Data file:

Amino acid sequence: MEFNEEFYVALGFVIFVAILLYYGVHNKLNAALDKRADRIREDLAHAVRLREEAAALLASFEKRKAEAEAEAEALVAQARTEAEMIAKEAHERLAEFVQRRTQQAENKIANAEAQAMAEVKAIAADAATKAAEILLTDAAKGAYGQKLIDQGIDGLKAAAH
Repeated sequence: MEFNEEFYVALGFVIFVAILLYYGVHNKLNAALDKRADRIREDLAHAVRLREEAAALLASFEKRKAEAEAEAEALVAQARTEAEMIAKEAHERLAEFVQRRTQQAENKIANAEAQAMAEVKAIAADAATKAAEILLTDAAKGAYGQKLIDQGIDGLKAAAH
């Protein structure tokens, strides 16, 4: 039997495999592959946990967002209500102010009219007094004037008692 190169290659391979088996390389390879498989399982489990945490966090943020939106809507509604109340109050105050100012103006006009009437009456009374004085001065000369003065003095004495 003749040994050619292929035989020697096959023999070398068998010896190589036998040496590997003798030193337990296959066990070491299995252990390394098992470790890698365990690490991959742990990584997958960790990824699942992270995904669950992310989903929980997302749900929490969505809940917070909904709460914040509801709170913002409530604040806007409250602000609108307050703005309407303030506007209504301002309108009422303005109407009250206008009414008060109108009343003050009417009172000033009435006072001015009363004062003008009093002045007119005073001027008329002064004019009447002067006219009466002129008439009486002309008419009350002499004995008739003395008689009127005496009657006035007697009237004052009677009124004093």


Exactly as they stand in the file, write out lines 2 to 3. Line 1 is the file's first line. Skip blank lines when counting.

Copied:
Repeated sequence: MEFNEEFYVALGFVIFVAILLYYGVHNKLNAALDKRADRIREDLAHAVRLREEAAALLASFEKRKAEAEAEAEALVAQARTEAEMIAKEAHERLAEFVQRRTQQAENKIANAEAQAMAEVKAIAADAATKAAEILLTDAAKGAYGQKLIDQGIDGLKAAAH
């Protein structure tokens, strides 16, 4: 039997495999592959946990967002209500102010009219007094004037008692 190169290659391979088996390389390879498989399982489990945490966090943020939106809507509604109340109050105050100012103006006009009437009456009374004085001065000369003065003095004495 003749040994050619292929035989020697096959023999070398068998010896190589036998040496590997003798030193337990296959066990070491299995252990390394098992470790890698365990690490991959742990990584997958960790990824699942992270995904669950992310989903929980997302749900929490969505809940917070909904709460914040509801709170913002409530604040806007409250602000609108307050703005309407303030506007209504301002309108009422303005109407009250206008009414008060109108009343003050009417009172000033009435006072001015009363004062003008009093002045007119005073001027008329002064004019009447002067006219009466002129008439009486002309008419009350002499004995008739003395008689009127005496009657006035007697009237004052009677009124004093």